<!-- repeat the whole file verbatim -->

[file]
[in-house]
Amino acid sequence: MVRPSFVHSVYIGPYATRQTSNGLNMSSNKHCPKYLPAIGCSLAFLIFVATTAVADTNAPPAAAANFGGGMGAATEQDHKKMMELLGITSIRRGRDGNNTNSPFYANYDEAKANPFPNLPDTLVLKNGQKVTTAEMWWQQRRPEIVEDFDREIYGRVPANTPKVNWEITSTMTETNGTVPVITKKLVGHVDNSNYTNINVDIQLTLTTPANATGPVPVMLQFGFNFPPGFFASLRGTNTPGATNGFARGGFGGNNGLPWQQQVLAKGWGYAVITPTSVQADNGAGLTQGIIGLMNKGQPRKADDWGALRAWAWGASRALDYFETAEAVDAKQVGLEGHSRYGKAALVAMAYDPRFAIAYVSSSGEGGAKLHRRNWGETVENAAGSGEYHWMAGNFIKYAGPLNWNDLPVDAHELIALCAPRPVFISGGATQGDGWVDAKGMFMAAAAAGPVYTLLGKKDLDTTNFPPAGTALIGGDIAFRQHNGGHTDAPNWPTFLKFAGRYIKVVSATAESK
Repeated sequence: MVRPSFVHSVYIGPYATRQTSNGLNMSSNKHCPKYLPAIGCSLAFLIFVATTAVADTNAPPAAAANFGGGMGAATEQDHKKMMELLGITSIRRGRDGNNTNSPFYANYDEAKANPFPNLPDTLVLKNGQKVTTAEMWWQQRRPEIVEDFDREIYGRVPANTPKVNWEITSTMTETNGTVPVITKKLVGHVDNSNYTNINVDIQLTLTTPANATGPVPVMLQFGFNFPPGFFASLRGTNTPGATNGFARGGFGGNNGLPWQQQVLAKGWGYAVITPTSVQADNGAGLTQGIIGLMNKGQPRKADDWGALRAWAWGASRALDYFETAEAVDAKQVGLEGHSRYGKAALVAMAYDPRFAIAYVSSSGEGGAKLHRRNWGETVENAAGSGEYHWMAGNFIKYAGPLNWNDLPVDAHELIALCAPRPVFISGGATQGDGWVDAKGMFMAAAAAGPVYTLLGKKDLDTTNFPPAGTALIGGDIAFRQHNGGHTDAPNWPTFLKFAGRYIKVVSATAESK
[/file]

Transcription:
[in-house]
Amino acid sequence: MVRPSFVHSVYIGPYATRQTSNGLNMSSNKHCPKYLPAIGCSLAFLIFVATTAVADTNAPPAAAANFGGGMGAATEQDHKKMMELLGITSIRRGRDGNNTNSPFYANYDEAKANPFPNLPDTLVLKNGQKVTTAEMWWQQRRPEIVEDFDREIYGRVPANTPKVNWEITSTMTETNGTVPVITKKLVGHVDNSNYTNINVDIQLTLTTPANATGPVPVMLQFGFNFPPGFFASLRGTNTPGATNGFARGGFGGNNGLPWQQQVLAKGWGYAVITPTSVQADNGAGLTQGIIGLMNKGQPRKADDWGALRAWAWGASRALDYFETAEAVDAKQVGLEGHSRYGKAALVAMAYDPRFAIAYVSSSGEGGAKLHRRNWGETVENAAGSGEYHWMAGNFIKYAGPLNWNDLPVDAHELIALCAPRPVFISGGATQGDGWVDAKGMFMAAAAAGPVYTLLGKKDLDTTNFPPAGTALIGGDIAFRQHNGGHTDAPNWPTFLKFAGRYIKVVSATAESK
Repeated sequence: MVRPSFVHSVYIGPYATRQTSNGLNMSSNKHCPKYLPAIGCSLAFLIFVATTAVADTNAPPAAAANFGGGMGAATEQDHKKMMELLGITSIRRGRDGNNTNSPFYANYDEAKANPFPNLPDTLVLKNGQKVTTAEMWWQQRRPEIVEDFDREIYGRVPANTPKVNWEITSTMTETNGTVPVITKKLVGHVDNSNYTNINVDIQLTLTTPANATGPVPVMLQFGFNFPPGFFASLRGTNTPGATNGFARGGFGGNNGLPWQQQVLAKGWGYAVITPTSVQADNGAGLTQGIIGLMNKGQPRKADDWGALRAWAWGASRALDYFETAEAVDAKQVGLEGHSRYGKAALVAMAYDPRFAIAYVSSSGEGGAKLHRRNWGETVENAAGSGEYHWMAGNFIKYAGPLNWNDLPVDAHELIALCAPRPVFISGGATQGDGWVDAKGMFMAAAAAGPVYTLLGKKDLDTTNFPPAGTALIGGDIAFRQHNGGHTDAPNWPTFLKFAGRYIKVVSATAESK